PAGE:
Wednesday, August 24, 2011

Comfort and Joy

This is my favourite place in the city. On the grounds of the Billings Estate, tucked between a stone shed and a small house, there is a sweet, little medicinal herb garden.
A flagstone path leads visitors through the space.
Many of the plants have markers, which makes for some easy plant ID.

As small a space as it is, there are a lot of plants growing here.
Every time I visit, I stop to read this sign.

I love reading about Lamira Billings' plant wisdom, the respect the nuns had for her, and how she was able to heal when doctors could not. I want to be like her when I grow up!

I often wonder what her life must have been like.

(Ok. And so it is also possible that I imagine the life of her son Braddish- who bears a striking resemblance to a young Gabriel Byrne in my head. And maybe, just maybe, one stormy day as I'm walking through the herb garden on my way home from work, the wind suddenly pick ups, the sky turns a queer sort of colour and through some strange twist of fate and physics and a lightening strike, I am thrust back in time, where 'lo! there stands Braddish himself, gathering Lobelia to make an infusion for his sister who is desperately ill with pleurisy. Whereafter, the most sweeping and dramatic antics ensue, including me helping to save the sister's life, trying to get back to my own time, while realising that this may actually be the best way to deal with a future of increasingly limited resources, and Braddish and I gathering a lot of plants together in the fields and forests around the estate. It all culminates when I arouse too much suspicion from the locals after I slip and say things like, "Ok, look dude. This type of agriculture you've got here is going to be our eventual downfall, especially when oil comes onto the scene in a major way, and tractors get as big as your friggin' house. And don't even get me started on the Haber-Bosch process and what that's gonna do to humanity. So how 'bout you stop tilling the ever loving sh*t out of the soil, and do something really awesome, like grow a food forest?")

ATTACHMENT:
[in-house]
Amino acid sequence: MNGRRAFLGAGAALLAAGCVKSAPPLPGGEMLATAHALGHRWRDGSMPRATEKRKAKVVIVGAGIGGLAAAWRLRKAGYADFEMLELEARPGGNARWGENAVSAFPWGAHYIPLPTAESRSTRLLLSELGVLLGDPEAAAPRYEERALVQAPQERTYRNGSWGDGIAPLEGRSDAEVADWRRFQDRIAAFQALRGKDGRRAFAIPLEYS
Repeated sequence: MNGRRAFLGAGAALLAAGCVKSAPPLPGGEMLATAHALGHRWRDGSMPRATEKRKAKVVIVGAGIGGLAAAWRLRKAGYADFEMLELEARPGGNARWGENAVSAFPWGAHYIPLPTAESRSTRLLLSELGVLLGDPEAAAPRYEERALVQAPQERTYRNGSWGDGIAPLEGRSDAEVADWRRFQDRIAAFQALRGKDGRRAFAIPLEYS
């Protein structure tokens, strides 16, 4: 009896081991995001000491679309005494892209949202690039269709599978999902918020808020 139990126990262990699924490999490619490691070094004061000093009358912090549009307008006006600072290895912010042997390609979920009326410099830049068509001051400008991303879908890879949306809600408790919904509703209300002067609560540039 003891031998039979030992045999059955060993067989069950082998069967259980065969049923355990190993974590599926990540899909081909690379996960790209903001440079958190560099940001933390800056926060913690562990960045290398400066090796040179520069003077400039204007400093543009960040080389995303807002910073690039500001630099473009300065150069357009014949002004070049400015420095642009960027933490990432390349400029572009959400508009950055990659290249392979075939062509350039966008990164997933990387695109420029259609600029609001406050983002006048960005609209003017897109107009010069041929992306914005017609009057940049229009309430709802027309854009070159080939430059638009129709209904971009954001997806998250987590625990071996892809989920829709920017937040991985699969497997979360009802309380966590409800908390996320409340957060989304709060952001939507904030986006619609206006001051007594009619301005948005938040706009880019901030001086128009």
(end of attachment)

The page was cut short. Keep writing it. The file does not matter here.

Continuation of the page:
But I digress.

I have this herbal remedy for a cough powder copied down. I hope to recreate it one day. I wasn't familiar with some of the common names at first and had to work out what the Latin was for all of them. I learned that 'wakerobin' is Trillium, which I'll have to cultivate myself if I want to use it.

The pics didn't turn out very well, but this stunningly beautiful, yet deadly plant is Monkshood (Aconitum napellus.)

Sweet Woodruff (Galium odoratum)

There's Tansy, true Solomon's Seal and unripe rose hips here.

A Lobelia (with bee)

Butterfly weed (Asclepias tuberosa)

Another Lobelia, Cardinal Flower (Lobeila cardinalis)

Silly flights of fancy aside, I'm so grateful to have this little space near my home, and to feel a sense of connection to the history of the people, place and plants around here.

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